%0 Articles
%T Methods and applications for improving parameter prediction models for stand structures in Finland
%A Siipilehto, Jouni
%D 2011
%J Dissertationes Forestales
%V 2011
%N 124
%R doi:10.14214/df.124
%U http://dissertationesforestales.fi/article/1911
%X This thesis reports attemps to improve the models for predicting forest stand structure for practical use, e.g. forest management planning (FMP) purposes in Finland. Comparisons were made between the Weibull and Johnson’s SB distribution and alternative regression estimation methods. Data used for preliminary studies was local but the final models were based on representative data. Models were validated mainly in terms of bias and RMSE in the main stand characteristics (e.g. volume) using independent data.
The bivariate SBB distribution model was used to mimic realistic variation in tree dimensions by including within-dbh-class height variation. Using the traditional method, diameter distribution with the expected height resulted in reduced height variation, whereas the alternative bivariate method utilized the error-term of the height model.The lack of models for FMP was covered to some extent by the models for peatland and juvenile stands. The validation of these models showed that the more sophisticated regression estimation methods provided slightly improved accuracy.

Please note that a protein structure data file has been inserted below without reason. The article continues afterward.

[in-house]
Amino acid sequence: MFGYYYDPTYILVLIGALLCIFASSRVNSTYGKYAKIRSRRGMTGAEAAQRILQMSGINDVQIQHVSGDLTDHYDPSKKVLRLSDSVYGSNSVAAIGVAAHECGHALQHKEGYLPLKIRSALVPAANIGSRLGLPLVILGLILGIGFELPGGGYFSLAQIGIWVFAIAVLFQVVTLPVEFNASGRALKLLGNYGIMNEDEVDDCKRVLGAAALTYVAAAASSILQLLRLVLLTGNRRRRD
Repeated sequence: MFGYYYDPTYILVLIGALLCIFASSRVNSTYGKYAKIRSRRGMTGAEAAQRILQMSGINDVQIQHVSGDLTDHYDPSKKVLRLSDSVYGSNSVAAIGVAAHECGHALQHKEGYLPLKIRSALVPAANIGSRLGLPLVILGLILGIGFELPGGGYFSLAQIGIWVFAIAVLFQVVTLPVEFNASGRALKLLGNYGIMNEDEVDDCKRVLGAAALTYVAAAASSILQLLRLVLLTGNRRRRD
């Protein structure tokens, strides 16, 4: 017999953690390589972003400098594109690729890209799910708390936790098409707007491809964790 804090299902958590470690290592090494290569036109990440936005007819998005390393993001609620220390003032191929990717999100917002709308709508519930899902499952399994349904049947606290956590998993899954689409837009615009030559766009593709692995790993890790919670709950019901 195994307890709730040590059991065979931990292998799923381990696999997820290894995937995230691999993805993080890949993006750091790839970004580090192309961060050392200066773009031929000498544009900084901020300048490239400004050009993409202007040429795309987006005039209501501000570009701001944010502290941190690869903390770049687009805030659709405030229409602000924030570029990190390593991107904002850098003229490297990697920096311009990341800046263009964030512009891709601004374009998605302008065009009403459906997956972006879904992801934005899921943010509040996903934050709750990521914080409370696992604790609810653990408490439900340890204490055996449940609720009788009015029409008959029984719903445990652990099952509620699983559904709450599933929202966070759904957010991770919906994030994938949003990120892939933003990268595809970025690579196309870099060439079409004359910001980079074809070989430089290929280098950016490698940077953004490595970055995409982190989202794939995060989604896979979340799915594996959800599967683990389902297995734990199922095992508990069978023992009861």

A flexible prediction and application for stand structure consisted of seemingly unrelated regression models for eight stand characteristics, the parameters of the three optional distributions and the Näslund’s height curve. The cross-model covariance structure was used for linear prediction application, in which the expected values of the models were calibrated with the known stand characteristics.
This provided a framework to validate the optional distributions and the optional set of stand characteristics. Height distribution is recommended for the earliest state of stands because of its continuous feature. From the mean height of about 4 m, Weibull dbh-frequency distribution is recommended in young stands if the input variables consists of arithmetic stand characteristics. In advanced stands, basal area-dbh distribution models are recommended. Näslund’s height curve proved useful. Some efficient transformations of stand characteristics are introduced, e.g. the shape index, which combined the basal area, the stem number and the median diameter. Shape index enabled SB model for peatland stands to detect large variation in stand densities. This model also demonstrated reasonable behaviour for stands in mineral soils.